An essay on working with wild Coyotes in the Californian Central Valley
by Kelly Michelle Baker


You know, it’s sometimes a rough go being a young ecologist. After four-plus years of exams, loans, groans and you finally try to enter the workforce. Then it doesn’t even want you. Most entry-level jobs are only temporary and pay very little indeed, if anything at all. Furthermore, they don’t really want your education, your genius, your dreams; they want your skills set and above all experience. So suddenly that perfect point average that you fought for so laboriously in college is topped by another’s raw field experience. For every fifty applications you submit, you may hear back from just two employers. If you are exceptionally lucky, then you’ll get an interview. If the stars are aligned, you’ll be hired.

So why do we even bother? Simply put: someone has to. The planet is warming. Natural resources are vanishing. Whether or not you’re in the habit of hugging trees, ecology affects everyone and everything, and whatever your profession, you play a role, you have an impact somewhere. As a wise bear once said “Only you can prevent forest fires.” Although last-minute vegetation thinning, so no brush to spread the flames, didn’t save my house from 2012’s Waldo Canyon fire…and luckily Colorado Springs firefighters were more capable than ours. Somewhere out there is an important cause though and we’ve the power and passion to fight for it, so long as the Buzz brings it to the forefront of our often blinkered lives and clipped attention spans.

I sound a little vitriolic sometimes. I can be. The battle for a green earth is just that: a fight. For every winter night that my roommate and I trade indoor heating for a wooly sweater, our neighbor is basking in their own personal furnace. For every day we try to buy sustainable foods, someone is enjoying a Big Mac (in the sense such a thing is enjoyable, if you’ll forgive my culinary snobbery). With over-exploitation and over-population too, it’s an uphill climb and mine are just the little steps. What are the really big ones then? After facing two years of infrequent employment, I finally made the decision to go back to grad school. Although my intentions were necessarily self-serving, and still are to the extent I need a pay cheque, my advocacy has sharpened. That stands to reason; I’m among my own people now, each with their own passion, their own issue too. I adopt their interests and they adopt mine. That’s the glory of education — in finding your calling and running headfirst towards that better tomorrow.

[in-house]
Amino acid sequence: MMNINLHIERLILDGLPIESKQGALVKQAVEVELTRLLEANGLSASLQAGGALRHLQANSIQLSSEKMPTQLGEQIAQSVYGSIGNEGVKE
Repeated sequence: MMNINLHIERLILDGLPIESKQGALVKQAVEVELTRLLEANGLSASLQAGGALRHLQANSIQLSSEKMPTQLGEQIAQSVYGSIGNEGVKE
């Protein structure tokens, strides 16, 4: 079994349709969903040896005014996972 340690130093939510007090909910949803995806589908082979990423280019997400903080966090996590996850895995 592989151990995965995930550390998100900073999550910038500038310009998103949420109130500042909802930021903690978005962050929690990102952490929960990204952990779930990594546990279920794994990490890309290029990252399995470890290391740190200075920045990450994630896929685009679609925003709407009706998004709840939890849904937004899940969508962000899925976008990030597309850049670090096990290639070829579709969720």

So what am I doing now and how am I becoming a better ecologist? That’s the biggest question you’re faced with entering grad school. I took it very seriously indeed. By asking seasoned faculty members, hounding them sometimes, by turning to the big guns too like the Fish and Wildlife Service, at last I found my answer: I was going to collect coyote poop! I guess you might call it Doo or Die… Laugh. No really, laugh! Please. Poop, fecal matter, dog dung, whatever you call it, is after all inherently funny. The fact that I am up to my neck in it now is even funnier because, as a person with some personal digestive issues myself, as my family well know, perhaps it’s kismet I would at last get to examine the scat of another omnivorous animal. Yet why is collecting scat so important? In that I am perfectly serious and it’s not that obvious either. Here are my field-won justifications then:


1) Coyotes effect everything in the local food chain, probably more than you think, even if you don’t spend your day thinking about it! The best way to find out what they eat is to look at what they leave behind. Although coyotes have an evolutionary aptitude for a predator diet, they’ll eat anything from wild grapes to crickets. Here in the Californian Central Valley we have many crops and in the Fall coyotes start eating tomatoes. Quite a few of them, in fact. Almonds too. This may hinder or help agriculture but whether or not they are scoffing enough crops to cause any substantial damage is beyond the scope of my study, as yet. BUT we can know with certainty that coyotes prevent crop damage by indirect consumption, which brings me to item two: